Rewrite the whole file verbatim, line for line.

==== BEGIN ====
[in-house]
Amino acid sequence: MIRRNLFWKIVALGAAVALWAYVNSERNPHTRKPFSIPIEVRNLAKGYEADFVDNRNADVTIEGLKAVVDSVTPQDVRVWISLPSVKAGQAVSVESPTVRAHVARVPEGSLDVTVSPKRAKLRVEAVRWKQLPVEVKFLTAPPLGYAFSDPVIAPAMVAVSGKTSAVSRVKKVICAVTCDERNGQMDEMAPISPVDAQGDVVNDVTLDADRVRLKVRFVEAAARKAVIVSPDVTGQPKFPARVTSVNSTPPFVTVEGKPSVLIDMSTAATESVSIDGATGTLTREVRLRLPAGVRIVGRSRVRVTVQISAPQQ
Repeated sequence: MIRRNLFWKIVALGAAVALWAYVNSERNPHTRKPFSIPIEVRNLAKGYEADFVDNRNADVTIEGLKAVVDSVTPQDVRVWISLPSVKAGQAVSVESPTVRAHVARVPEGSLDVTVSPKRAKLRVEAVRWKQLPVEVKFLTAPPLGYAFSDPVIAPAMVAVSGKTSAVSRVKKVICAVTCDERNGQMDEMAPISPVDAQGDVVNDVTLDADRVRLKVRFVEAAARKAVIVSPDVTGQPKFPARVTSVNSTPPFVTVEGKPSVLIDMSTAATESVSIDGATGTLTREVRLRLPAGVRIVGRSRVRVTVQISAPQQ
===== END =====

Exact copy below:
[in-house]
Amino acid sequence: MIRRNLFWKIVALGAAVALWAYVNSERNPHTRKPFSIPIEVRNLAKGYEADFVDNRNADVTIEGLKAVVDSVTPQDVRVWISLPSVKAGQAVSVESPTVRAHVARVPEGSLDVTVSPKRAKLRVEAVRWKQLPVEVKFLTAPPLGYAFSDPVIAPAMVAVSGKTSAVSRVKKVICAVTCDERNGQMDEMAPISPVDAQGDVVNDVTLDADRVRLKVRFVEAAARKAVIVSPDVTGQPKFPARVTSVNSTPPFVTVEGKPSVLIDMSTAATESVSIDGATGTLTREVRLRLPAGVRIVGRSRVRVTVQISAPQQ
Repeated sequence: MIRRNLFWKIVALGAAVALWAYVNSERNPHTRKPFSIPIEVRNLAKGYEADFVDNRNADVTIEGLKAVVDSVTPQDVRVWISLPSVKAGQAVSVESPTVRAHVARVPEGSLDVTVSPKRAKLRVEAVRWKQLPVEVKFLTAPPLGYAFSDPVIAPAMVAVSGKTSAVSRVKKVICAVTCDERNGQMDEMAPISPVDAQGDVVNDVTLDADRVRLKVRFVEAAARKAVIVSPDVTGQPKFPARVTSVNSTPPFVTVEGKPSVLIDMSTAATESVSIDGATGTLTREVRLRLPAGVRIVGRSRVRVTVQISAPQQ